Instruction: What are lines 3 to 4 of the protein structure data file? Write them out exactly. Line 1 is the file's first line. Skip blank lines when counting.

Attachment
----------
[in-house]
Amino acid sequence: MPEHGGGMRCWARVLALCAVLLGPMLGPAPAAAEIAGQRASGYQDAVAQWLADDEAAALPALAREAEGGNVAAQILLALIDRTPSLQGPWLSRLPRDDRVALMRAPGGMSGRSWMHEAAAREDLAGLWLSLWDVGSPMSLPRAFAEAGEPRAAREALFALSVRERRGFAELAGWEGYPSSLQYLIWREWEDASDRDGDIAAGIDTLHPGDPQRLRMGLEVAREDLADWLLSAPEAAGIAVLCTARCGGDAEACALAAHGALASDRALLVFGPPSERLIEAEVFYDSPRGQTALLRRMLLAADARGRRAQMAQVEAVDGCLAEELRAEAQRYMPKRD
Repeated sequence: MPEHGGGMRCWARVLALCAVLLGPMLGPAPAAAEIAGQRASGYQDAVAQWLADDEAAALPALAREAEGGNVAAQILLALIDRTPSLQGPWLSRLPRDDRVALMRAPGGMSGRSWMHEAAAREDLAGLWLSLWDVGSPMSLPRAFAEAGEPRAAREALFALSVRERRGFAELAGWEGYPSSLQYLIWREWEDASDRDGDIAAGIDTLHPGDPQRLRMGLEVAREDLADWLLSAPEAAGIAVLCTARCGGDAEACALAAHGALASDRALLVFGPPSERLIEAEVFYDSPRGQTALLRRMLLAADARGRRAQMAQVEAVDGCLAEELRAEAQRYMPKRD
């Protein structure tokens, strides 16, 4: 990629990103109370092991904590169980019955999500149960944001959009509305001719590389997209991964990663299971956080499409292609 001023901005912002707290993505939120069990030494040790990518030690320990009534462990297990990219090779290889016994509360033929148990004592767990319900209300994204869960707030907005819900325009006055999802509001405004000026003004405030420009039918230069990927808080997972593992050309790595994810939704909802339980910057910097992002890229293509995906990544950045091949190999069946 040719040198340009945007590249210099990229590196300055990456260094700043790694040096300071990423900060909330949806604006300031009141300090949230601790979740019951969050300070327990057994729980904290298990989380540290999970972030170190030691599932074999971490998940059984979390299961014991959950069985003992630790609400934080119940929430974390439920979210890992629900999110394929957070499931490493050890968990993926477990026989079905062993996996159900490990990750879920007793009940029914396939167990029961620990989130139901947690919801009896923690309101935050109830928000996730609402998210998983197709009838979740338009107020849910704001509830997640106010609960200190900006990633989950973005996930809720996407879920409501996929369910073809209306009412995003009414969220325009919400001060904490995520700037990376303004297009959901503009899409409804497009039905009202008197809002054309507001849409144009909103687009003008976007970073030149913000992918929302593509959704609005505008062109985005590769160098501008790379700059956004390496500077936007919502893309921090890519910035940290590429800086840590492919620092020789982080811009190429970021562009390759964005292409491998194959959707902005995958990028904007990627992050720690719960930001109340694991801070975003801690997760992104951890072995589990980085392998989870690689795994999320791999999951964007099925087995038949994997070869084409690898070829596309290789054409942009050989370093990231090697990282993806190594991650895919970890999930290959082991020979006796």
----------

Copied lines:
Repeated sequence: MPEHGGGMRCWARVLALCAVLLGPMLGPAPAAAEIAGQRASGYQDAVAQWLADDEAAALPALAREAEGGNVAAQILLALIDRTPSLQGPWLSRLPRDDRVALMRAPGGMSGRSWMHEAAAREDLAGLWLSLWDVGSPMSLPRAFAEAGEPRAAREALFALSVRERRGFAELAGWEGYPSSLQYLIWREWEDASDRDGDIAAGIDTLHPGDPQRLRMGLEVAREDLADWLLSAPEAAGIAVLCTARCGGDAEACALAAHGALASDRALLVFGPPSERLIEAEVFYDSPRGQTALLRRMLLAADARGRRAQMAQVEAVDGCLAEELRAEAQRYMPKRD
């Protein structure tokens, strides 16, 4: 990629990103109370092991904590169980019955999500149960944001959009509305001719590389997209991964990663299971956080499409292609 001023901005912002707290993505939120069990030494040790990518030690320990009534462990297990990219090779290889016994509360033929148990004592767990319900209300994204869960707030907005819900325009006055999802509001405004000026003004405030420009039918230069990927808080997972593992050309790595994810939704909802339980910057910097992002890229293509995906990544950045091949190999069946 040719040198340009945007590249210099990229590196300055990456260094700043790694040096300071990423900060909330949806604006300031009141300090949230601790979740019951969050300070327990057994729980904290298990989380540290999970972030170190030691599932074999971490998940059984979390299961014991959950069985003992630790609400934080119940929430974390439920979210890992629900999110394929957070499931490493050890968990993926477990026989079905062993996996159900490990990750879920007793009940029914396939167990029961620990989130139901947690919801009896923690309101935050109830928000996730609402998210998983197709009838979740338009107020849910704001509830997640106010609960200190900006990633989950973005996930809720996407879920409501996929369910073809209306009412995003009414969220325009919400001060904490995520700037990376303004297009959901503009899409409804497009039905009202008197809002054309507001849409144009909103687009003008976007970073030149913000992918929302593509959704609005505008062109985005590769160098501008790379700059956004390496500077936007919502893309921090890519910035940290590429800086840590492919620092020789982080811009190429970021562009390759964005292409491998194959959707902005995958990028904007990627992050720690719960930001109340694991801070975003801690997760992104951890072995589990980085392998989870690689795994999320791999999951964007099925087995038949994997070869084409690898070829596309290789054409942009050989370093990231090697990282993806190594991650895919970890999930290959082991020979006796």